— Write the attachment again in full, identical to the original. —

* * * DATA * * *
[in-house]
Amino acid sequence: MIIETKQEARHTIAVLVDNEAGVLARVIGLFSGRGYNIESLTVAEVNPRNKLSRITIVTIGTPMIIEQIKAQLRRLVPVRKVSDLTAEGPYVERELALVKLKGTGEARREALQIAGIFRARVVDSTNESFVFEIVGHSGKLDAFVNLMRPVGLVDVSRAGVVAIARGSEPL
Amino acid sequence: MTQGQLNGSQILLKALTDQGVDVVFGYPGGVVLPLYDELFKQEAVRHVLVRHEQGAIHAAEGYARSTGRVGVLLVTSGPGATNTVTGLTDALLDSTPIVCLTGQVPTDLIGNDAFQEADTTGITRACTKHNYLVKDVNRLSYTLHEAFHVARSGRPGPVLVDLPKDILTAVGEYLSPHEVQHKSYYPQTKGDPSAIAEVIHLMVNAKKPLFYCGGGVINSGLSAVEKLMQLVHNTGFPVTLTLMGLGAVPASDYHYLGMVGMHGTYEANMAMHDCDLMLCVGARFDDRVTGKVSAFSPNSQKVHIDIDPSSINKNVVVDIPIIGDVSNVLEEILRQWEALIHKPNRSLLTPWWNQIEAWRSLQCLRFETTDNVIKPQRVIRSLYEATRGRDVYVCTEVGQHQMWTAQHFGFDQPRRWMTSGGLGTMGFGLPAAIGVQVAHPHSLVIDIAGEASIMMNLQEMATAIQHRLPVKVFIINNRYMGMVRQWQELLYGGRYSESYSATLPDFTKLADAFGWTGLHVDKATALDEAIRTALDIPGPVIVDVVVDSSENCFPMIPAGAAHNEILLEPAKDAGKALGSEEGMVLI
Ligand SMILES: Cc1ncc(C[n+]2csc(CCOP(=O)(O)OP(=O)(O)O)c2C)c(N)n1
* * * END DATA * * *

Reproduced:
[in-house]
Amino acid sequence: MIIETKQEARHTIAVLVDNEAGVLARVIGLFSGRGYNIESLTVAEVNPRNKLSRITIVTIGTPMIIEQIKAQLRRLVPVRKVSDLTAEGPYVERELALVKLKGTGEARREALQIAGIFRARVVDSTNESFVFEIVGHSGKLDAFVNLMRPVGLVDVSRAGVVAIARGSEPL
Amino acid sequence: MTQGQLNGSQILLKALTDQGVDVVFGYPGGVVLPLYDELFKQEAVRHVLVRHEQGAIHAAEGYARSTGRVGVLLVTSGPGATNTVTGLTDALLDSTPIVCLTGQVPTDLIGNDAFQEADTTGITRACTKHNYLVKDVNRLSYTLHEAFHVARSGRPGPVLVDLPKDILTAVGEYLSPHEVQHKSYYPQTKGDPSAIAEVIHLMVNAKKPLFYCGGGVINSGLSAVEKLMQLVHNTGFPVTLTLMGLGAVPASDYHYLGMVGMHGTYEANMAMHDCDLMLCVGARFDDRVTGKVSAFSPNSQKVHIDIDPSSINKNVVVDIPIIGDVSNVLEEILRQWEALIHKPNRSLLTPWWNQIEAWRSLQCLRFETTDNVIKPQRVIRSLYEATRGRDVYVCTEVGQHQMWTAQHFGFDQPRRWMTSGGLGTMGFGLPAAIGVQVAHPHSLVIDIAGEASIMMNLQEMATAIQHRLPVKVFIINNRYMGMVRQWQELLYGGRYSESYSATLPDFTKLADAFGWTGLHVDKATALDEAIRTALDIPGPVIVDVVVDSSENCFPMIPAGAAHNEILLEPAKDAGKALGSEEGMVLI
Ligand SMILES: Cc1ncc(C[n+]2csc(CCOP(=O)(O)OP(=O)(O)O)c2C)c(N)n1